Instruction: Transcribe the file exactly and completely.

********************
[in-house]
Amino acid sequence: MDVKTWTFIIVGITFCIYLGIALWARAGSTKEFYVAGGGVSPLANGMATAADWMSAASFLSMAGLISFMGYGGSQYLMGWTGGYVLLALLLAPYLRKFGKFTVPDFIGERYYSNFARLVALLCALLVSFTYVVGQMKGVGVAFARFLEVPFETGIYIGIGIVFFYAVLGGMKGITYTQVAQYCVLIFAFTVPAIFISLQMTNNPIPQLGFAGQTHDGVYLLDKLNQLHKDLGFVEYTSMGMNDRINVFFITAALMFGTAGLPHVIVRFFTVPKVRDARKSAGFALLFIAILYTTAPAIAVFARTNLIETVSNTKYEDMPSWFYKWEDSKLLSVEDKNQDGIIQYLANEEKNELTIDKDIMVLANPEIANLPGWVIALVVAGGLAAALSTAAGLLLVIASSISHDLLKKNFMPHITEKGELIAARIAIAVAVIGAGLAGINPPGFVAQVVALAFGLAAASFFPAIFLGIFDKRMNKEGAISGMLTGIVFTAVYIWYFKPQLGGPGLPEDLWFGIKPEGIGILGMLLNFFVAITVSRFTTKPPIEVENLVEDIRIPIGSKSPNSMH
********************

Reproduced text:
[in-house]
Amino acid sequence: MDVKTWTFIIVGITFCIYLGIALWARAGSTKEFYVAGGGVSPLANGMATAADWMSAASFLSMAGLISFMGYGGSQYLMGWTGGYVLLALLLAPYLRKFGKFTVPDFIGERYYSNFARLVALLCALLVSFTYVVGQMKGVGVAFARFLEVPFETGIYIGIGIVFFYAVLGGMKGITYTQVAQYCVLIFAFTVPAIFISLQMTNNPIPQLGFAGQTHDGVYLLDKLNQLHKDLGFVEYTSMGMNDRINVFFITAALMFGTAGLPHVIVRFFTVPKVRDARKSAGFALLFIAILYTTAPAIAVFARTNLIETVSNTKYEDMPSWFYKWEDSKLLSVEDKNQDGIIQYLANEEKNELTIDKDIMVLANPEIANLPGWVIALVVAGGLAAALSTAAGLLLVIASSISHDLLKKNFMPHITEKGELIAARIAIAVAVIGAGLAGINPPGFVAQVVALAFGLAAASFFPAIFLGIFDKRMNKEGAISGMLTGIVFTAVYIWYFKPQLGGPGLPEDLWFGIKPEGIGILGMLLNFFVAITVSRFTTKPPIEVENLVEDIRIPIGSKSPNSMH